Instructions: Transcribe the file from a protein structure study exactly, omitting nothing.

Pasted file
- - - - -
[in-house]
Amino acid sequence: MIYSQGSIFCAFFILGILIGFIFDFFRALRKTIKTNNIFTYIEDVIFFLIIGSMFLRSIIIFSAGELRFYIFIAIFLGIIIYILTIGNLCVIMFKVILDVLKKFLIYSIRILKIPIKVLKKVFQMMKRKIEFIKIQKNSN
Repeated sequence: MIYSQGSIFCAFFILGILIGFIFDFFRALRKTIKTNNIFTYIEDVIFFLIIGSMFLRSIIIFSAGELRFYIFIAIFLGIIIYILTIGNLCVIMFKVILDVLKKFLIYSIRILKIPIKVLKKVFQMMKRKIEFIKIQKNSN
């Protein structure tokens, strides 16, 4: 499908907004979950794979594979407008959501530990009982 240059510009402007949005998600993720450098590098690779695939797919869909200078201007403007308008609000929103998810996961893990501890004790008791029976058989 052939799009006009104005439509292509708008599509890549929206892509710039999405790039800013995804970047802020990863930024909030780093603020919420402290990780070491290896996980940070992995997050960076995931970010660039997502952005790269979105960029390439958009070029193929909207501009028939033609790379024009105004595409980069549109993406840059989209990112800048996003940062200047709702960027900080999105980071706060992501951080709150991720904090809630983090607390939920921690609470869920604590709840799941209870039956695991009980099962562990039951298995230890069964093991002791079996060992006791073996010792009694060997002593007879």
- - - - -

[in-house]
Amino acid sequence: MIYSQGSIFCAFFILGILIGFIFDFFRALRKTIKTNNIFTYIEDVIFFLIIGSMFLRSIIIFSAGELRFYIFIAIFLGIIIYILTIGNLCVIMFKVILDVLKKFLIYSIRILKIPIKVLKKVFQMMKRKIEFIKIQKNSN
Repeated sequence: MIYSQGSIFCAFFILGILIGFIFDFFRALRKTIKTNNIFTYIEDVIFFLIIGSMFLRSIIIFSAGELRFYIFIAIFLGIIIYILTIGNLCVIMFKVILDVLKKFLIYSIRILKIPIKVLKKVFQMMKRKIEFIKIQKNSN
């Protein structure tokens, strides 16, 4: 499908907004979950794979594979407008959501530990009982 240059510009402007949005998600993720450098590098690779695939797919869909200078201007403007308008609000929103998810996961893990501890004790008791029976058989 052939799009006009104005439509292509708008599509890549929206892509710039999405790039800013995804970047802020990863930024909030780093603020919420402290990780070491290896996980940070992995997050960076995931970010660039997502952005790269979105960029390439958009070029193929909207501009028939033609790379024009105004595409980069549109993406840059989209990112800048996003940062200047709702960027900080999105980071706060992501951080709150991720904090809630983090607390939920921690609470869920604590709840799941209870039956695991009980099962562990039951298995230890069964093991002791079996060992006791073996010792009694060997002593007879």